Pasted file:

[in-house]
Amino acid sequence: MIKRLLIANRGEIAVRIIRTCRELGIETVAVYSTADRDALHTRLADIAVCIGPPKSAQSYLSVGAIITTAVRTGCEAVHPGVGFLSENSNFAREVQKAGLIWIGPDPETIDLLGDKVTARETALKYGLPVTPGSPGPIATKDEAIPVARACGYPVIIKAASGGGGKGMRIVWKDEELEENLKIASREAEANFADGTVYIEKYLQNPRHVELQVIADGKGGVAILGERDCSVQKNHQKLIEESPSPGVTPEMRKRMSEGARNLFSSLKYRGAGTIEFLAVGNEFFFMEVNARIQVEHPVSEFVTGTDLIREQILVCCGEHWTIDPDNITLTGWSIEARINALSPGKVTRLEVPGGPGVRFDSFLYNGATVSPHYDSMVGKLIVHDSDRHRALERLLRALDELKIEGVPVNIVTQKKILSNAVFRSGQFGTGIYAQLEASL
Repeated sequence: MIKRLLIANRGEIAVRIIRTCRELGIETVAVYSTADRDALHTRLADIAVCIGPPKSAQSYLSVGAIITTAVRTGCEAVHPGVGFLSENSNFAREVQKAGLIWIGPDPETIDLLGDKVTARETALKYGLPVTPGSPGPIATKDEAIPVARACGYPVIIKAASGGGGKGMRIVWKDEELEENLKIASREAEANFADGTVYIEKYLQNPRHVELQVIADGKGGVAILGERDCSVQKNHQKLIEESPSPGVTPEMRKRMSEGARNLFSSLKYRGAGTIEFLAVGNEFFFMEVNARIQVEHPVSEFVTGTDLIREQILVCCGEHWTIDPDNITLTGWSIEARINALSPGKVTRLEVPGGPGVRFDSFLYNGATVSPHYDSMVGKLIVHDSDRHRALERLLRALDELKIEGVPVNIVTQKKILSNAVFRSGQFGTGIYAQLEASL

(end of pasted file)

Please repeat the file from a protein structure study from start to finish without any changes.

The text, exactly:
[in-house]
Amino acid sequence: MIKRLLIANRGEIAVRIIRTCRELGIETVAVYSTADRDALHTRLADIAVCIGPPKSAQSYLSVGAIITTAVRTGCEAVHPGVGFLSENSNFAREVQKAGLIWIGPDPETIDLLGDKVTARETALKYGLPVTPGSPGPIATKDEAIPVARACGYPVIIKAASGGGGKGMRIVWKDEELEENLKIASREAEANFADGTVYIEKYLQNPRHVELQVIADGKGGVAILGERDCSVQKNHQKLIEESPSPGVTPEMRKRMSEGARNLFSSLKYRGAGTIEFLAVGNEFFFMEVNARIQVEHPVSEFVTGTDLIREQILVCCGEHWTIDPDNITLTGWSIEARINALSPGKVTRLEVPGGPGVRFDSFLYNGATVSPHYDSMVGKLIVHDSDRHRALERLLRALDELKIEGVPVNIVTQKKILSNAVFRSGQFGTGIYAQLEASL
Repeated sequence: MIKRLLIANRGEIAVRIIRTCRELGIETVAVYSTADRDALHTRLADIAVCIGPPKSAQSYLSVGAIITTAVRTGCEAVHPGVGFLSENSNFAREVQKAGLIWIGPDPETIDLLGDKVTARETALKYGLPVTPGSPGPIATKDEAIPVARACGYPVIIKAASGGGGKGMRIVWKDEELEENLKIASREAEANFADGTVYIEKYLQNPRHVELQVIADGKGGVAILGERDCSVQKNHQKLIEESPSPGVTPEMRKRMSEGARNLFSSLKYRGAGTIEFLAVGNEFFFMEVNARIQVEHPVSEFVTGTDLIREQILVCCGEHWTIDPDNITLTGWSIEARINALSPGKVTRLEVPGGPGVRFDSFLYNGATVSPHYDSMVGKLIVHDSDRHRALERLLRALDELKIEGVPVNIVTQKKILSNAVFRSGQFGTGIYAQLEASL